Formerly known as “nihonshu” in Japan; sake (SAHK-ay) and not (sack-E), which it’s often called, is the colloquial name for the fermented rice beverage. Sake in Japan dates back to 300 B.C., though its roots can be traced to China 3000 years prior, at which time it wasn’t nearly the refined, delicate beverage that it is today. Today’s premium sake can be amazingly rich, intense and powerful on the nose while being soft, delicate and elegant on the palate. Tropical scents like banana, pineapple, mango, coconut and guava are common as are vanilla, melon, cucumber, fennel and bubblegum. It is said that wine has about 100 characteristics whereas sake has 200, and the differences don’t stop there. Sake is to chemistry as wine is to art – a completely different beast, differing from wine in that wine is made by the single fermentation of fruit (grapes) and generally not grain. Sake is made by a process called “Multiple Parallel Fermentation” (MPF), where the rice mold (koji) converts rice starch into sugar and yeast converts sugar into alcohol. In sake, saccharification and alcohol fermentation occur at the same exact time where in wine, because of the natural high sugars present; it only needs single alcohol fermentation. Also to be noted here is that the more sake is polished, the more it is taxed by the government, hence the more it will cost you at the counter. Sake should be enjoyed within 18 months of the bottling date (indicated on the label) as its flavour and aroma can become dank and off-putting over time. In terms of heating sake, some ginjo and junmai can actually benefit from slight, moderate heating, and not the scorching high temperature served in many sushi bars which completely destroy its delicate characteristics.Below are the six classifications of sake in terms of degrees of rice polishing with two being “sub” classifications of Junmai Dai Ginjō and Junmai Ginjō. Further beyond that these can be made into various styles of brew each with their own unique characteristics.

It has a small amount of distilled pure alcohol added to lighten the flavour, and to make the sake a bit more fragrant. It must be made with rice with a “seimaibuai” (degree of milled rice remaining after polishing) of at least 70%.

Junmai refers to pure sake, where no brewer’s alcohol is ever added. Laws no longer require a minimum level of rice polish but usually 70% remains. Junmai often has a fuller, richer body and a higher-than-average acidity, with a nose often not as prominent as other types of sake.

Premium Ginjō sake is much more delicate, light and complex than the above two. The rice has had the outer 40% of the grains polished away, leaving the inner 60%. Special yeast, lower fermentation temperatures, and labor-intensive techniques make for flowery, super-fragrant, intricate brews. When you don’t see junmai on the label this means that brewers alcohol has been added.

Super premium sake that is polished to at least 50% the original grain size by law. The best (or most expensive) can polish down to 19%, making them the most expensive sake available. They are light, super clean, complex, airy, elegantly refined and fragrant, best being enjoyed chilled or at 48ºF. When you don’t see junmai on the label this means that brewers alcohol has been added.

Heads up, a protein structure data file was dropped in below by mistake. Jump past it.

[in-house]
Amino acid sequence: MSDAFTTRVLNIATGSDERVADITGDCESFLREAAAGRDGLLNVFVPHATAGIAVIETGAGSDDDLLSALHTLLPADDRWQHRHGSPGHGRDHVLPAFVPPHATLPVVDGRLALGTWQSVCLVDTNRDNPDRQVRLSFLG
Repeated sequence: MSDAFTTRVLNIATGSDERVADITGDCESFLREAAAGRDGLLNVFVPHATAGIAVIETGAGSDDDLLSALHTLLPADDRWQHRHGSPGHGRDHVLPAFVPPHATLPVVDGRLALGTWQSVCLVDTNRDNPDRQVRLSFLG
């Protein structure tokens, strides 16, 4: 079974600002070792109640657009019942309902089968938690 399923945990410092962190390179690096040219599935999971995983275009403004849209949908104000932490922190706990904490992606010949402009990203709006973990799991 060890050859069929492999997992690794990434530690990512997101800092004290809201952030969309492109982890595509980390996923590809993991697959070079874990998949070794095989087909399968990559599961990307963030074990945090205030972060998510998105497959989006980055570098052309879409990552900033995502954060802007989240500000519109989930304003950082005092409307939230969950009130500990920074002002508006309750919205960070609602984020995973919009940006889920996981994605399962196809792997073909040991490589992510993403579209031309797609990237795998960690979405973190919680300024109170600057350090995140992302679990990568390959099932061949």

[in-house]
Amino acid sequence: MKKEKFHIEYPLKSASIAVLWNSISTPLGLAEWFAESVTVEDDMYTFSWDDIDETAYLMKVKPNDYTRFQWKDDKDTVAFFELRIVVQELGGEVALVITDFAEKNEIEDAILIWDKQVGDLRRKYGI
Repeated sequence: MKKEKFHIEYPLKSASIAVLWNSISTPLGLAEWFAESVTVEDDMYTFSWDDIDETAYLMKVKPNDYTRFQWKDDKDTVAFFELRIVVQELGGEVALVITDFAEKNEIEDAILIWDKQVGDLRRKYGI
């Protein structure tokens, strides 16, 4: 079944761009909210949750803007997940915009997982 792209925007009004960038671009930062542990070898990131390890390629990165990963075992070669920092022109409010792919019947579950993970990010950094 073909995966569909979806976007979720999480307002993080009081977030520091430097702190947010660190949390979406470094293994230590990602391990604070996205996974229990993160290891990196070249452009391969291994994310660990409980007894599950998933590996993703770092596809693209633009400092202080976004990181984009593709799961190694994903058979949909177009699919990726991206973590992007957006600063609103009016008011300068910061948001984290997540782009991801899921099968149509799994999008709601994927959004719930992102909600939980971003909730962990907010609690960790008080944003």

Sake in the six classifications above is known collectively as “tokutei meishoshu” or “special designation sake” and can for all intents and purposes be considered “premium sake.” It constitutes only about 20% of all sake produced.


Meigara: The brand name that the sake goes by which can often be confused as the brewery (kura). The meigara is almost always represented by the “kanji” characters on the bottle.

Alcohol %: Usually indicated by exact number percentage on the bottle but when you see numbers reading 15-16 on the label in small print, this indicates that the alcohol level is rated somewhere between these two numbers.

Rice Polish %: When numbers between 40-70% appear alone on the label, this tells you whether it’s a junmai (70%), gingo (60%) or dai ginjō (50% or less). The percentages represent the seimaibuai, the amount of polished rice kernel that remained.

SMV /-: This is a number called the Nihonshu-do (SMW – sake meter value in English) and represents specific gravity of sake. It indicates how much of the sugar created from the starch in the rice was converted to alcohol, and how much remained to contribute to sweetness, meaning the “higher-the-drier” with 3 being neutral.

Acidity: This indicates the acidity of the sake, not as important as in wine. Sake acid generally ranges from 0.7 to 2.0 with 1.2 being average.

Bottling Date: This is when the sake was bottled, not brewed. The date may have Western or Japanese calendar reference to it. 11.09 would be a western date and mean September, 2011. However, 22.05 (a first number higher than 12) would be a Japanese Emperors calendar date. An “H” in front stands for “Heisei” era which began on January 8th 1989 after Emperor Showa passed away the day prior. After each emperor passes, a new count is started. 1989 was Heisei 1, so 2012 is Heisei 24. So 22.05 would mean a date of May, 2010. This is an important factor as sake really should be consumed within 18 months of the bottling date.

Tokubetsu: Meaning “Special” indicating special rice type or degree polish. It may state on bottle but only in Japanese.

To find out more about Michael or and see his reviews of Sake available at the LCBO click here.